Insights from the genome sequence

Like other members of the Halomonadaceae , strain R1t3 exhibits tolerance to a wide range of salinities that is likely mediated through the production of osmoprotectants, such as glycine betaine. Strain R1t3 has homologues of the two genes needed to produce glycine betaine. These genes, choline dehydrogenase (Halo_00078/VE30_01315) and betaine aldehyde dehydrogenase (Halo_00077/VE30_01310) are part of a operon and are preceded by a choline ABC transporter periplasmic binding protein (Halo_00075/VE30_01300) and a TetR-family transcriptional regulator (Halo_00076/VE30_01305). The genome of strain R1t3 also contains a biosynthetic cluster (ectABC) for the production of the cyclic amino acid osmolyte, ectoine (Halo_01324/01325/01326, VE30_07080/07085/07090) as well as ectoine utilization genes eutED (Halo_01398/01399, VE30_04620/04625).

The genome of strain R1t3 reflects its ability to utilize a wide range of carbon sources, including gene homologues for six different glycoside hydrolases (GH), used for breaking down complex carbohydrates. Four belong to GH family 13 (Halo_01730/VE30_08480, Halo_01736/VE30_08510, Halo_02655/VE30_13740, Halo_02891/VE30_RS10055), used for the breakdown of starch and glycogen. Single genes encode for GH family 3 (Halo_00185/VE30_02710) and GH32 (Halo_01720/VE30_08435) glycosidases, which act on oligosaccharides and fructan, respectively. The genome of strain R1t3 also contains homologues of genes required for glycerol transport across the membrane (glpSTPQV) (Halo_00080/00081/00082/00083/00085. VE30_01325/01330/01335/01340/01350) and glycerol degradation (glpAD) (Halo_00086/VE30_01355). The efficient use of multiple sources of carbon may be mediated through the widely conserved csrA carbon storage regulator (Halo_02194/VE30_11745) that is present in the genome.

Previous work examining the utilization of coral mucus as a carbon source in this strain demonstrated that glucose and galactose are preferred carbon sources for strain R1t3 [25]. The addition of glucose to media containing high-molecular-weight components of coral mucus repressed the enzymatic activity of α-D-fucopyranosidase and the addition of galactose repressed α-L-galactopyranosidase activity. This catabolite repression is likely effected through the tctE/D two-component system (Halo_03014/VE30_14870, Halo_03015/VE30_14875) and tctCBA tricarboxylate transport membrane protein (Halo_03016/03017/03018, VE30_14880/14885/14890) encoded in the genome.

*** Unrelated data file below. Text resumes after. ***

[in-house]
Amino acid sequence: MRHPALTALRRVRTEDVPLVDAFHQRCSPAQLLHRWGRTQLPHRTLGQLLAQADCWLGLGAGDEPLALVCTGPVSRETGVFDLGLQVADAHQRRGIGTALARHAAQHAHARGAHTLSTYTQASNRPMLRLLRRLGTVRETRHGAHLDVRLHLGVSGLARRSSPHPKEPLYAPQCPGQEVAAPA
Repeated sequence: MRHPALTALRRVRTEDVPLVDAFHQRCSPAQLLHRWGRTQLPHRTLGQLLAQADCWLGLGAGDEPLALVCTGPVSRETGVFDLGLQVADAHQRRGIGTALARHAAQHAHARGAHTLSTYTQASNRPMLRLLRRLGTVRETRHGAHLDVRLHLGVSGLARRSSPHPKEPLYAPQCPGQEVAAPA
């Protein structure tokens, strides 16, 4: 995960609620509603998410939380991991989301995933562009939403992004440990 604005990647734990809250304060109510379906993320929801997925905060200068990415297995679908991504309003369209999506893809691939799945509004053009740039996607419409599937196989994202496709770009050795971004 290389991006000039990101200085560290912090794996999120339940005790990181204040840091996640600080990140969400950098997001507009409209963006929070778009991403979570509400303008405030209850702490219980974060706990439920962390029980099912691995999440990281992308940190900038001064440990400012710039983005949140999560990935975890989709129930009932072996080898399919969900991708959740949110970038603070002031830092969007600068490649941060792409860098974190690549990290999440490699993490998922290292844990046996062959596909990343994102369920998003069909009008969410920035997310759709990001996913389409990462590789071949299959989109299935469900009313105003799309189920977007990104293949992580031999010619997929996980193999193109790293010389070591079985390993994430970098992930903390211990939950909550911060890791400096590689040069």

Overall, the average nucleotide identity (ANI) between the IMG annotated draft genomes of H. meridiana strain R1t3 (3.5 Mbp) and Endozoicomonas montiporae LMG 24815 (5.6 Mbp) was 68.64 %. Orthologs shared between the two genomes were identified using a minimum of 60 % sequence identity and 70 % coverage. Despite the similarity of the ecological niches filled by these two Oceanospirillales bacteria, only 11 % of the genes in Halomonas strain R1t3 (392 genes) have orthologs in the Endozoicomonas genome. Reducing the threshold to 30 % sequence similarity only increased the total proportion of orthologs to roughly 12.5 % (442 genes). Of the orthologs with at least 30 % sequence identity, three of the four starch/glycogen-degrading glycoside hydrolases and the single oligosaccharide-degrading GH in Halomonas had orthologs in Endozoicomonas .


The draft genome sequence of Halomonas meridiana strain R1t3 provides insight for the role of a representative strain of the commensal bacterial community associated with the surface mucus layer of an Acropora coral. Strain R1t3 can utilize a wide range of carbon sources, as demonstrated in culture and supported by genome content.


  1. 1.

    James SR, Dobson SJ, Franzmann PD, McMeekin TA. Halomonas meridiana, a new species of extremely halotolerant bacteria isolated from Antarctic saline lakes. Syst Appl Microbiol. 1990;13:270–7.

  2. 2.

    Anithajothi R, Nagarani N, Umagowsalya G, Duraikannu K, Ramakritinan CM. Screening, isolation and characterization of protease producing moderately halophilic microorganism Halomonas meridiana associated with coral mucus. Toxicol Environ Chem. 2014;96(2):296–306.

  3. 3.

    Ritchie KB. Regulation of microbial populations by coral surface mucus and mucus-associated bacteria. Mar Ecol Prog Ser. 2006;322:1–14.

  4. 4.

    McKew B, Dumbrell A, Daud S, Hepburn L, Thorpe E, Mogensen L, et al. Characterization of geographically distinct bacterial communities associated with coral mucus produced by Acropora spp. and Porites spp. Appl Environ Microbiol. 2012;78(15):5229–37.

  5. 5.

    Lema KA, Willis BL, Bourne DG. Amplicon pyrosequencing reveals spatial and temporal consistency in diazotroph assemblages of the Acropora millepora microbiome. Environ Microbiol. 2014;16(10):3345–59.

  6. 6.

    Cardenas A, Rodriguez RL, Pizarro V, Cadavid LF, Arevalo-Ferro C. Shifts in bacterial communities of two Caribbean reef-building coral species affected by white plague disease. ISME J. 2012;6(3):502–12.

  7. 7.

    Roder C, Arif C, Daniels C, Weil E, Voolstra CR. Bacterial profiling of White Plague Disease across corals and oceans indicates a conserved and distinct disease microbiome. Mol Ecol. 2014;23(4):965–74.

  8. 8.

    Vezzulli L, Pezzati E, Huete-Stauffer C, Pruzzo C, Cerrano C. 16SrDNA Pyrosequencing of the Mediterranean Gorgonian Paramuricea clavata reveals a link among alterations in bacterial holobiont members, anthropogenic influence and disease outbreaks. PLoS One. 2013;8(6), e67745.

  9. 9.

    Neave MJ, Mitchell CT, Apprill A, Voolstra CR. Whole-genome sequences of three symbiotic Endozoicomonas strains. Genome Annoucments. 2014;2(4):e00802–14.

  10. 10.

    Arahal DR, Ludwig W, Schleifer KH, Ventosa A. Phylogeny of the family Halomonadaceae based on 23S and 16S rDNA sequence analyses. Int J Syst Evol Microbiol. 2002;52:241–9.

  11. 11.

    de la Haba RR, Marquez MC, Papke RT, Ventosa A. Multilocus sequence analysis of the family Halomonadaceae. Int J Syst Evol Microbiol. 2012;62:520–38.

  12. 12.

    Krediet CJ, Ritchie KB, Cohen M, Lipp EK, Sutherland KP, Teplitski M. Utilization of mucus from the coral Acropora palmata by the pathogen Serratia marcescens and by environmental and coral commensal bacteria. Appl Environ Microbiol. 2009;75(12):3851–8.